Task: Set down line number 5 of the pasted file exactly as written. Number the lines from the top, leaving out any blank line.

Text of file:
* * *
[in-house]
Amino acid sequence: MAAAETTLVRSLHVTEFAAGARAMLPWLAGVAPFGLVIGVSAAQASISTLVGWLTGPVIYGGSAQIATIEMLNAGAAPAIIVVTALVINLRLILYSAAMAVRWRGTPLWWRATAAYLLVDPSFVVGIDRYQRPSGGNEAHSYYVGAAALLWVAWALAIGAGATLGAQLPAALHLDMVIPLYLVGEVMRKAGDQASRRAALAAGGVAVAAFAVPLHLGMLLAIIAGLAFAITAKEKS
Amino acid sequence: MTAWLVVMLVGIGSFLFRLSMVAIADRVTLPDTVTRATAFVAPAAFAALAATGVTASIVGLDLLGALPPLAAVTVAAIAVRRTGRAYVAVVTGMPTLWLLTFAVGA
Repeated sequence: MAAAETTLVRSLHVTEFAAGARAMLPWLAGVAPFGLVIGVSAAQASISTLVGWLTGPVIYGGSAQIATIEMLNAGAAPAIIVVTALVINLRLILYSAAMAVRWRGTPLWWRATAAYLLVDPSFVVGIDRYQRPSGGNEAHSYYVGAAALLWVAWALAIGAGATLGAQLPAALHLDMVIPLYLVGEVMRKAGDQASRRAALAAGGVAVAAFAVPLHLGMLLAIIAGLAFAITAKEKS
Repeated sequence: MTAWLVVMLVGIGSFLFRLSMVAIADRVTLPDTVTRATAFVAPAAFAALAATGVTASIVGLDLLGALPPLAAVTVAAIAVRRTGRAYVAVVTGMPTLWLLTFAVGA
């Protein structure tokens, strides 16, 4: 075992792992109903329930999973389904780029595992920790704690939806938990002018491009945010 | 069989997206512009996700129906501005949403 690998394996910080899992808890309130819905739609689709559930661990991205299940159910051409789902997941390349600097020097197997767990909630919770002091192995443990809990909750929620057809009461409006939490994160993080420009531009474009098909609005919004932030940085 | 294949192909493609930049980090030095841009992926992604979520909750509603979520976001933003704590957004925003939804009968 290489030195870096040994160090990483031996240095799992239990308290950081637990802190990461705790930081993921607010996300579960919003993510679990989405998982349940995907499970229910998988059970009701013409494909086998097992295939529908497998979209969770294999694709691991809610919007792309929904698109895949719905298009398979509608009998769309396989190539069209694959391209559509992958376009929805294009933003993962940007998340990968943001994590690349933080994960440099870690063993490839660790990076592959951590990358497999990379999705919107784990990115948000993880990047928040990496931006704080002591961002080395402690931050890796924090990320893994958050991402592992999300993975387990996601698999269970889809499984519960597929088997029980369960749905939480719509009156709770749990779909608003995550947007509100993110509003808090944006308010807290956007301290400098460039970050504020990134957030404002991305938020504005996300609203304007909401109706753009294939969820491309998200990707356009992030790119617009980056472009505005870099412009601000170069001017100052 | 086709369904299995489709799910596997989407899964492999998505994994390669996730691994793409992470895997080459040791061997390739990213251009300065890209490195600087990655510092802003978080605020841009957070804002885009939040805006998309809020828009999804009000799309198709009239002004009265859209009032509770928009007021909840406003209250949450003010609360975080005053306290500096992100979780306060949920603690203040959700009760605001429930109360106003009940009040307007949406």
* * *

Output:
Repeated sequence: MTAWLVVMLVGIGSFLFRLSMVAIADRVTLPDTVTRATAFVAPAAFAALAATGVTASIVGLDLLGALPPLAAVTVAAIAVRRTGRAYVAVVTGMPTLWLLTFAVGA